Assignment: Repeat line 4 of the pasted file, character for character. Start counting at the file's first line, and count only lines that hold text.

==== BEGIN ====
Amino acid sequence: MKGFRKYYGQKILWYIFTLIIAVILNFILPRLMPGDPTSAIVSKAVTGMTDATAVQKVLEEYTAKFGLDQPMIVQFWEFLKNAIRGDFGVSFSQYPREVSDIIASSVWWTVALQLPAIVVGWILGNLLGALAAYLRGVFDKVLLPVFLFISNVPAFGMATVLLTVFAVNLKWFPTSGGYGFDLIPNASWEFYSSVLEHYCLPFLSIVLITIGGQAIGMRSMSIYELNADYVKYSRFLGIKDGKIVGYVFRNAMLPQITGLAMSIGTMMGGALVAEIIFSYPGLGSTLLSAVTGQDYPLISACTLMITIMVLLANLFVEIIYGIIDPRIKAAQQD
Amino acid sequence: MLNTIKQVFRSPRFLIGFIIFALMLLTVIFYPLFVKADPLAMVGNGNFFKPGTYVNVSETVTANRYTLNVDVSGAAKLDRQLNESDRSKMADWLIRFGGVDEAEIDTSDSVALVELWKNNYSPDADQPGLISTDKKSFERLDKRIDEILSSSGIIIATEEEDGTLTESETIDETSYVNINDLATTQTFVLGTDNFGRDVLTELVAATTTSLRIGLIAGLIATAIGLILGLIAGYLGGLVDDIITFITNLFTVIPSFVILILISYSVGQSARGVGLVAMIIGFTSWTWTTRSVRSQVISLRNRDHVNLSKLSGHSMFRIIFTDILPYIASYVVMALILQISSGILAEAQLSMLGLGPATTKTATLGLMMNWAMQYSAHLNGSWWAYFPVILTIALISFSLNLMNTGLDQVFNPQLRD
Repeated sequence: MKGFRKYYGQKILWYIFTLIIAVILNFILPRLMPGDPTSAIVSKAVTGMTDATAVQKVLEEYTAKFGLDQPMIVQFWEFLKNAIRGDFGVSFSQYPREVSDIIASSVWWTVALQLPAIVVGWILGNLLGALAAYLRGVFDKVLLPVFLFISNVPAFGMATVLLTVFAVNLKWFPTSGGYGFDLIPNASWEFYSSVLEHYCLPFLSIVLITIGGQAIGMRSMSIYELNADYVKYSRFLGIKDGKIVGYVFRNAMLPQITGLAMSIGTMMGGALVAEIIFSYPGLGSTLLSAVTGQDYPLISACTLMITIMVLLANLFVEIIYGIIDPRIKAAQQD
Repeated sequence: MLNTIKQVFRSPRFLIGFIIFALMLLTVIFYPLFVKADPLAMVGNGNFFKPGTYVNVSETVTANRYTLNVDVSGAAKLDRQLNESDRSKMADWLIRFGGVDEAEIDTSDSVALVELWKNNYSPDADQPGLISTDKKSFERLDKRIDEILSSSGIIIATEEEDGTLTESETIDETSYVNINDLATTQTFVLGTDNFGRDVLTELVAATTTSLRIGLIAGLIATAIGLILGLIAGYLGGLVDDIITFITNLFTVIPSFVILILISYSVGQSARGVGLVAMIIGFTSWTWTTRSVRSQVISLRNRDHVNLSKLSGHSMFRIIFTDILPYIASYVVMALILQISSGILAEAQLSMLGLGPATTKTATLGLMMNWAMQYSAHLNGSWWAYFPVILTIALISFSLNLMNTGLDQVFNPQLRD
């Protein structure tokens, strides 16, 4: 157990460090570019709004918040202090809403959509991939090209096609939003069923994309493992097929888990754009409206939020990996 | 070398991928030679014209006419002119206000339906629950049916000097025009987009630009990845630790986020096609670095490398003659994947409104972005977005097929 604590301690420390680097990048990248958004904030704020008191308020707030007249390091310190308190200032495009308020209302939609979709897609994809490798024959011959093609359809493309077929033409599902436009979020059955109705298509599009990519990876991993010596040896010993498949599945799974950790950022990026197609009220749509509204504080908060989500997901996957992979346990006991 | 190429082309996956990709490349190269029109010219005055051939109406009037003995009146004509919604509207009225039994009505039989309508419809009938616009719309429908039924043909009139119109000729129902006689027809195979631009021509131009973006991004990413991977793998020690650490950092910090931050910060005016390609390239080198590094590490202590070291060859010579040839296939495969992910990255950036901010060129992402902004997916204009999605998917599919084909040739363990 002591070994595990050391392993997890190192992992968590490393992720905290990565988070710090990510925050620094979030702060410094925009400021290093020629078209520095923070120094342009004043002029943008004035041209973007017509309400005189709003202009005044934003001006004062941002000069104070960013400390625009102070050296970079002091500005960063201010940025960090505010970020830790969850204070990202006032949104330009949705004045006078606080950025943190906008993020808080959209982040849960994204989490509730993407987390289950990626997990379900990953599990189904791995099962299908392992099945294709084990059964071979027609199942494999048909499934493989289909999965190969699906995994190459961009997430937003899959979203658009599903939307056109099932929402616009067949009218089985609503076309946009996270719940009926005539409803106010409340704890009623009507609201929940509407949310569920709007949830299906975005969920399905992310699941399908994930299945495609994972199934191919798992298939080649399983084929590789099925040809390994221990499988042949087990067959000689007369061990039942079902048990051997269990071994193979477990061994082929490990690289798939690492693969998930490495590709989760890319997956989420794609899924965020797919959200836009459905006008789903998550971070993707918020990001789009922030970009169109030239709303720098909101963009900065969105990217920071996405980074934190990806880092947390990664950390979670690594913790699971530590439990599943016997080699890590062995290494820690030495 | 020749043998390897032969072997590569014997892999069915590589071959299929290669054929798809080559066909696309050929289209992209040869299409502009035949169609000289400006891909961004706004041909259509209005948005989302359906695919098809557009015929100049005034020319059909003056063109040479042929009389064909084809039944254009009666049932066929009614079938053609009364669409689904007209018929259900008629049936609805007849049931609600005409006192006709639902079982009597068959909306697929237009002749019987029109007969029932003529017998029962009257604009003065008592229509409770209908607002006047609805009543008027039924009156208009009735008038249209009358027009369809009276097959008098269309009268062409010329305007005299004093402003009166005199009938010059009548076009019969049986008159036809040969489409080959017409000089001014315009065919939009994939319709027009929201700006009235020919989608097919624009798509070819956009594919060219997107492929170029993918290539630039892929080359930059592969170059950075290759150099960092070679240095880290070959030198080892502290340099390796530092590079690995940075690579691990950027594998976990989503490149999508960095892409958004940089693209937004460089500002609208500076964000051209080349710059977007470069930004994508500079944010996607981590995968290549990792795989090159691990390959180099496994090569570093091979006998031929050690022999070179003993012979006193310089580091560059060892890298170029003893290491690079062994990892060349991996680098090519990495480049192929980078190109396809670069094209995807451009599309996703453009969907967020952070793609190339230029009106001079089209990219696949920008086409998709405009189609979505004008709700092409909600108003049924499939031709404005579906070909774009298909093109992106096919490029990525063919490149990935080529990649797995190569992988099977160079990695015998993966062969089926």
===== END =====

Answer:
Repeated sequence: MLNTIKQVFRSPRFLIGFIIFALMLLTVIFYPLFVKADPLAMVGNGNFFKPGTYVNVSETVTANRYTLNVDVSGAAKLDRQLNESDRSKMADWLIRFGGVDEAEIDTSDSVALVELWKNNYSPDADQPGLISTDKKSFERLDKRIDEILSSSGIIIATEEEDGTLTESETIDETSYVNINDLATTQTFVLGTDNFGRDVLTELVAATTTSLRIGLIAGLIATAIGLILGLIAGYLGGLVDDIITFITNLFTVIPSFVILILISYSVGQSARGVGLVAMIIGFTSWTWTTRSVRSQVISLRNRDHVNLSKLSGHSMFRIIFTDILPYIASYVVMALILQISSGILAEAQLSMLGLGPATTKTATLGLMMNWAMQYSAHLNGSWWAYFPVILTIALISFSLNLMNTGLDQVFNPQLRD